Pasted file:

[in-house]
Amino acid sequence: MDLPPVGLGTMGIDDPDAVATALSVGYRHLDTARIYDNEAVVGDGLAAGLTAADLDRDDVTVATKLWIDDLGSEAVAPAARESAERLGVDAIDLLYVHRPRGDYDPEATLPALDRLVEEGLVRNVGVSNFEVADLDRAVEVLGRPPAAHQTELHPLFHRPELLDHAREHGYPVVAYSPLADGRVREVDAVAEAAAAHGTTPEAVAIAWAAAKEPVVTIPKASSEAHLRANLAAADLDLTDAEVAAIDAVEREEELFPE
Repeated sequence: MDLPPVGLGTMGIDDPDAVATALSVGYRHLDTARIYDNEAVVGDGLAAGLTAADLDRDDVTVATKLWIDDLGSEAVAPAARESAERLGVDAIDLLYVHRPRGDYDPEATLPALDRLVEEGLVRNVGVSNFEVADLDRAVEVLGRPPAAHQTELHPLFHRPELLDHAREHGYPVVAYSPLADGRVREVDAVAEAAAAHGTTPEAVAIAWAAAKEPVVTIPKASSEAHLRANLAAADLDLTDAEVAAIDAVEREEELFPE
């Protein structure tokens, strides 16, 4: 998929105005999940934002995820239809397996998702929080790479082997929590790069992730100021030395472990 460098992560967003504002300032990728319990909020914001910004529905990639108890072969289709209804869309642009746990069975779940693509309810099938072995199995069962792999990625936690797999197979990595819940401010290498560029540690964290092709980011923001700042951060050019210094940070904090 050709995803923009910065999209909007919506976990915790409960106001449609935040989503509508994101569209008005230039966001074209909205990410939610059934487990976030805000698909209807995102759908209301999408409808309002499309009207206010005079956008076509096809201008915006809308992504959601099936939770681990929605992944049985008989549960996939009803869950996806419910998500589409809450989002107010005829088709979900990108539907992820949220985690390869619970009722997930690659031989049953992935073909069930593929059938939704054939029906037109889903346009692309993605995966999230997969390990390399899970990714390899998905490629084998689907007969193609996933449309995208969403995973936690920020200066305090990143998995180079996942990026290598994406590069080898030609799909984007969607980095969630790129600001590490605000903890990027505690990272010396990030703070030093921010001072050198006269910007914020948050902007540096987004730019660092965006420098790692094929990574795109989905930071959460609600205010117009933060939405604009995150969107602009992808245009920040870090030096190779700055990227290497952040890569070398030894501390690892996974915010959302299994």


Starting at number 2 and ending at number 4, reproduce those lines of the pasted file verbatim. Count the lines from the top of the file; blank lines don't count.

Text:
Amino acid sequence: MDLPPVGLGTMGIDDPDAVATALSVGYRHLDTARIYDNEAVVGDGLAAGLTAADLDRDDVTVATKLWIDDLGSEAVAPAARESAERLGVDAIDLLYVHRPRGDYDPEATLPALDRLVEEGLVRNVGVSNFEVADLDRAVEVLGRPPAAHQTELHPLFHRPELLDHAREHGYPVVAYSPLADGRVREVDAVAEAAAAHGTTPEAVAIAWAAAKEPVVTIPKASSEAHLRANLAAADLDLTDAEVAAIDAVEREEELFPE
Repeated sequence: MDLPPVGLGTMGIDDPDAVATALSVGYRHLDTARIYDNEAVVGDGLAAGLTAADLDRDDVTVATKLWIDDLGSEAVAPAARESAERLGVDAIDLLYVHRPRGDYDPEATLPALDRLVEEGLVRNVGVSNFEVADLDRAVEVLGRPPAAHQTELHPLFHRPELLDHAREHGYPVVAYSPLADGRVREVDAVAEAAAAHGTTPEAVAIAWAAAKEPVVTIPKASSEAHLRANLAAADLDLTDAEVAAIDAVEREEELFPE
């Protein structure tokens, strides 16, 4: 998929105005999940934002995820239809397996998702929080790479082997929590790069992730100021030395472990 460098992560967003504002300032990728319990909020914001910004529905990639108890072969289709209804869309642009746990069975779940693509309810099938072995199995069962792999990625936690797999197979990595819940401010290498560029540690964290092709980011923001700042951060050019210094940070904090 050709995803923009910065999209909007919506976990915790409960106001449609935040989503509508994101569209008005230039966001074209909205990410939610059934487990976030805000698909209807995102759908209301999408409808309002499309009207206010005079956008076509096809201008915006809308992504959601099936939770681990929605992944049985008989549960996939009803869950996806419910998500589409809450989002107010005829088709979900990108539907992820949220985690390869619970009722997930690659031989049953992935073909069930593929059938939704054939029906037109889903346009692309993605995966999230997969390990390399899970990714390899998905490629084998689907007969193609996933449309995208969403995973936690920020200066305090990143998995180079996942990026290598994406590069080898030609799909984007969607980095969630790129600001590490605000903890990027505690990272010396990030703070030093921010001072050198006269910007914020948050902007540096987004730019660092965006420098790692094929990574795109989905930071959460609600205010117009933060939405604009995150969107602009992808245009920040870090030096190779700055990227290497952040890569070398030894501390690892996974915010959302299994």